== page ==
The Parent's Complaint About Trial Placement Agreement To The MDE

         While the Student was still attending Keith, his Parents filed a state administrative complaint with the MDE, alleging that the District circumvented the IEP placement process by proposing a trial placement agreement, and proposing an arbitration agreement, instead of convening an IEP team meeting. (See D.E. No. 6-3 at Pg ID 162). By the time that complaint had been filed, the Student had been attending Keith for more than half of the school year, and was still there.

         In a letter dated February 11, 2016, the MDE confirmed that it had received Plaintiffs' complaint against the District. That letter stated:

The OSE has determined that the district must return the student to the educational status, program placement, and services as they existed at Keith Elementary School during the “trial placement” until the conclusion of the investigation of this state complaint. In the judgment of the department, not doing so would constitute a violation of the student's due process protections.

(D.E. No. 6-2 at Pg ID 158-59).

         As to the complaint filed by the Parents, the MDE ultimately concluded that the District's use of a trial placement agreement, under the circumstances it was used, was not in compliance with the IDEA and the District was directed to discontinue the practice. (See D.E. No. 6-3). But that did not resolve the dispute over where the Student would be placed.

         The District's Due Process Complaint Concerning The Student's Placement And The ALJ's Rulings On It

         On April 1, 2016, after the Parents had filed their complaint about the trial placement agreement, the District filed for a due process hearing, to resolve the dispute over the Student's placement.

         Because the District believed that the MDE would not decide the matter impartially, the District requested a hearing before an administrative law judge. (See D.E. No. 58 at 2 & 6).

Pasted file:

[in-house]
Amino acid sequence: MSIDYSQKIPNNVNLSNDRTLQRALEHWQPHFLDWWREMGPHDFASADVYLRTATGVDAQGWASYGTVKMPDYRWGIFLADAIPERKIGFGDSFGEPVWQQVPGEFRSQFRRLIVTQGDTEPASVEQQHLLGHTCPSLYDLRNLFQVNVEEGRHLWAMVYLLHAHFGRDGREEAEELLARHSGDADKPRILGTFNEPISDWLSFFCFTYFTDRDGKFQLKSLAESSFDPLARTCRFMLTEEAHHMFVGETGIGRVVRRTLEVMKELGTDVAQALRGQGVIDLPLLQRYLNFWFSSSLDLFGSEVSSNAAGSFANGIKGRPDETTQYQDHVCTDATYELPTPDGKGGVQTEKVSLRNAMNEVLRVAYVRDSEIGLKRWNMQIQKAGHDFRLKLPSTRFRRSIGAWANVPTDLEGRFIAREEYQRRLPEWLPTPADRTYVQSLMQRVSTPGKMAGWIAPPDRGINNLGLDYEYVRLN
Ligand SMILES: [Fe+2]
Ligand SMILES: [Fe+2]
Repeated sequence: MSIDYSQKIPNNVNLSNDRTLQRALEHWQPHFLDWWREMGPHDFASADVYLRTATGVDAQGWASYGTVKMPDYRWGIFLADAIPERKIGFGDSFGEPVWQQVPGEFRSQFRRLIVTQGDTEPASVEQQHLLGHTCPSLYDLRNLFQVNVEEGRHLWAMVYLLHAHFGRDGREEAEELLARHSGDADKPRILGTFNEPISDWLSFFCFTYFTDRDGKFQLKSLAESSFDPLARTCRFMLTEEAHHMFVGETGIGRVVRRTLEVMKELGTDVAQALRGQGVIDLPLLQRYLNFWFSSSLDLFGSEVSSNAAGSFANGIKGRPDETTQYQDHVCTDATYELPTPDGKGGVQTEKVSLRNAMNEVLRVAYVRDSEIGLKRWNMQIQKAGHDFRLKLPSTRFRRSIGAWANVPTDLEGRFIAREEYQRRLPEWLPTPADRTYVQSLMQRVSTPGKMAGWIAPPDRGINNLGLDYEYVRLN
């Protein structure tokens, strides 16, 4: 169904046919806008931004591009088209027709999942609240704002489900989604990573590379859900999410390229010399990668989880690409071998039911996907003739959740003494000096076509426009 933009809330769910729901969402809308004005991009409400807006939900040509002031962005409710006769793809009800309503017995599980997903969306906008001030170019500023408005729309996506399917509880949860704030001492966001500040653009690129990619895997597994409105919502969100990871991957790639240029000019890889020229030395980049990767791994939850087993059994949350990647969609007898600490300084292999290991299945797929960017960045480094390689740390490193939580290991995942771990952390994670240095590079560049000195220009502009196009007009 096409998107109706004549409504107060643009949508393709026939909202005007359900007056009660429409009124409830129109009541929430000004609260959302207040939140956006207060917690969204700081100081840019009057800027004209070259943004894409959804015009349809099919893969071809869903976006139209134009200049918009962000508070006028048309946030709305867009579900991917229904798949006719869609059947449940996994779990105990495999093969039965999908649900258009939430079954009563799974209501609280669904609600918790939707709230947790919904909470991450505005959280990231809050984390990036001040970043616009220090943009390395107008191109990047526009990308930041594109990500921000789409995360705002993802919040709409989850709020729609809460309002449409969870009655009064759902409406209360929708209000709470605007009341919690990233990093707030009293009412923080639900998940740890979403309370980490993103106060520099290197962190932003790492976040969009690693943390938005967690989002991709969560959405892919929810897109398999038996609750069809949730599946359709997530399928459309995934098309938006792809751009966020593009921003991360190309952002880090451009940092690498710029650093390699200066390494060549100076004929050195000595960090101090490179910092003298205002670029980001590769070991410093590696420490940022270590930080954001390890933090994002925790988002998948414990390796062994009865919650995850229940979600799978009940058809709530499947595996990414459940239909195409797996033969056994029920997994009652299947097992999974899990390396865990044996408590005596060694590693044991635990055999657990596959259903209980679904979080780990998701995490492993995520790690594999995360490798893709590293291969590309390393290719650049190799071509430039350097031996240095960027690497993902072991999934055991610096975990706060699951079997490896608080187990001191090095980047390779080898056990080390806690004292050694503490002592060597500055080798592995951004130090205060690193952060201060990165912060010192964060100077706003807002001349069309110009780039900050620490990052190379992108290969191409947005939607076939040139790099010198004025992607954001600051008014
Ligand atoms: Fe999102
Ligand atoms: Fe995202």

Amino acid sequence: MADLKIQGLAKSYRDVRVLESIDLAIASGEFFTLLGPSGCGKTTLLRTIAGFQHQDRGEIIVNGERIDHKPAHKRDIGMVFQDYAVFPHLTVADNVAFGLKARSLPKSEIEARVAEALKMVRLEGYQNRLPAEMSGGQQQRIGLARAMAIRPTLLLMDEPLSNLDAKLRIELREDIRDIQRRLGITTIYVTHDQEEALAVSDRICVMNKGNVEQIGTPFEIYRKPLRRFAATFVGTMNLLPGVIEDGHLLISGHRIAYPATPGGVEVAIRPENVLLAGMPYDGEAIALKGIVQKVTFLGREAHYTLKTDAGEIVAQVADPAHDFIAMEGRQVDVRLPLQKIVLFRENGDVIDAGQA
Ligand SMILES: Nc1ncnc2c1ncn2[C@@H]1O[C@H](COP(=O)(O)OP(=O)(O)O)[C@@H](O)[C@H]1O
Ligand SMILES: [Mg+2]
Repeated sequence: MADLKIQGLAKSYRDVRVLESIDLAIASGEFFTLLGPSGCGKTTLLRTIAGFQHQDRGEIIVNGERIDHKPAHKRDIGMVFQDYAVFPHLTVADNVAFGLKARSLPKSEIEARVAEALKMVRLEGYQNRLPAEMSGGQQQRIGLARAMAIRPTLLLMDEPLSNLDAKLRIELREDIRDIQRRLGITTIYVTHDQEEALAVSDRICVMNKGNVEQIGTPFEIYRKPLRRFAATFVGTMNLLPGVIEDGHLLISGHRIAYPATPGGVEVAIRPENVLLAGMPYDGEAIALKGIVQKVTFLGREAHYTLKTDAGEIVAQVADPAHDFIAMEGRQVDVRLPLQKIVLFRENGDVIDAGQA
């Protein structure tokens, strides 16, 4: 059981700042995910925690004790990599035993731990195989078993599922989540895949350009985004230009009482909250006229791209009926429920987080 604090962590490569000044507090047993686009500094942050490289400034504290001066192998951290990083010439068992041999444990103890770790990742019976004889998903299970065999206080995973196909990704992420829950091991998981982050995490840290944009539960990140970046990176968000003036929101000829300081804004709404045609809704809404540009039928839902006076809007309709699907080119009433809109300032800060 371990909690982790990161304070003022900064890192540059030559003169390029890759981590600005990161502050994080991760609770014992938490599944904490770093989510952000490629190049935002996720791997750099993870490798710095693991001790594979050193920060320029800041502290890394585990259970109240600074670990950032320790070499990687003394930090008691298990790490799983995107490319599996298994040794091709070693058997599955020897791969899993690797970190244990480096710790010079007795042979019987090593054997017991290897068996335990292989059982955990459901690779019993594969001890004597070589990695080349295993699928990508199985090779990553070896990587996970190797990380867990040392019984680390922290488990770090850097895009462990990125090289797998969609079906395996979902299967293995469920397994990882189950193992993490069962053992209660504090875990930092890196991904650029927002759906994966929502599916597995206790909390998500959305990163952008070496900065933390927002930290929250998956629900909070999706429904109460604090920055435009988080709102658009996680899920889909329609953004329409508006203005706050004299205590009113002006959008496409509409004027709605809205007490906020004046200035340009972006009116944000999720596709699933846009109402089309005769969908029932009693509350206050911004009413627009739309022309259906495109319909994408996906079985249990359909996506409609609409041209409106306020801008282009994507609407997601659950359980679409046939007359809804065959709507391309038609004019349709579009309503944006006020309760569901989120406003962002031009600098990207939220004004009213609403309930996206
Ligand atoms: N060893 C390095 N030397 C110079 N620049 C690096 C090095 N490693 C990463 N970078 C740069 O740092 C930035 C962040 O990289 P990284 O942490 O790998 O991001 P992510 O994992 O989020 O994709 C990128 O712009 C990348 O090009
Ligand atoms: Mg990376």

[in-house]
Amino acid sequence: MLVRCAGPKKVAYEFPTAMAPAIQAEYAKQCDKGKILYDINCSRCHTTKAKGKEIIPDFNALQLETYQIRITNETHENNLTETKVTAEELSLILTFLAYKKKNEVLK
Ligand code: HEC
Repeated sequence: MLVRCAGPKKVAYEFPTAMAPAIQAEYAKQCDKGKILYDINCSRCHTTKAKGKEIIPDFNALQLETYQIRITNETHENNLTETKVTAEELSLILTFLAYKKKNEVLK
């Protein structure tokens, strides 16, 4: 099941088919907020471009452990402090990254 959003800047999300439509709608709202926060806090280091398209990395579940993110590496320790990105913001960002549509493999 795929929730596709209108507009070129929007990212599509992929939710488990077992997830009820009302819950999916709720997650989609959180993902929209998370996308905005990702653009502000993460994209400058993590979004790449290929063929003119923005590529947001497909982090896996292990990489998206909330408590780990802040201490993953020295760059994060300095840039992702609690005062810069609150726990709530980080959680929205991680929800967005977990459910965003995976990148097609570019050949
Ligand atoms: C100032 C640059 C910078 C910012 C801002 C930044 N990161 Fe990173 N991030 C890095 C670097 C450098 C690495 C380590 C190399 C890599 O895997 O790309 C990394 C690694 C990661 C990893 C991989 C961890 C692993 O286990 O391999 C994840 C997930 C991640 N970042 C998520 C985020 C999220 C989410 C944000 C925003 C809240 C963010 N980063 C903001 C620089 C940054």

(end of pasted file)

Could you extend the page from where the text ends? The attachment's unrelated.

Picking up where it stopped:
The District's due process complaint was forwarded to the Michigan Administrative Hearing System for hearing and was assigned to Administrative Law Judge Kandra Robbins. The only parties to that proceeding were Plaintiffs and the District.

         On April 18, 2016 - near the end of the school year - the District filed a motion with the ALJ asking her to issue an order that would require the Student to “stay put” in the CI Classroom at Meadowbrook Elementary (the school the Student had not yet attended). In an order issued on May 13, 2016, the ALJ concluded that the “Stay-Put placement for Student should be the May 13, 2015 IEP, ” that had placed him in the CI Classroom at Meadowbrook. (D.E. No. 6-4 at Pg ID 176). But the ALJ did not order that, stating:

However, in light of the fact that Student has never been in the Mod. CI classroom called for in the May 13, 2015 IEP and with only 23 school days remaining, Student's Stay-Put placement for the remainder of the 2015-2016 school year shall remain as set by OSE until further order of this Tribunal.

(Id.).

         On September 2, 2016, the ALJ issued her “Decision And Order” wherein she noted that “the issue in this case is limited to the appropriate educational placement” for the Student. (D.E. No. 36-2 at Pg ID 1398). The ALJ agreed with the District that the “Student's placement should have been in the CI classroom” at Meadowbrook, as determined by the IEP Team in May 2015 (Id. at Pg ID 1403) and the May 2016 IEP and the July 2016 amendment. (Id. at Pg ID 1406).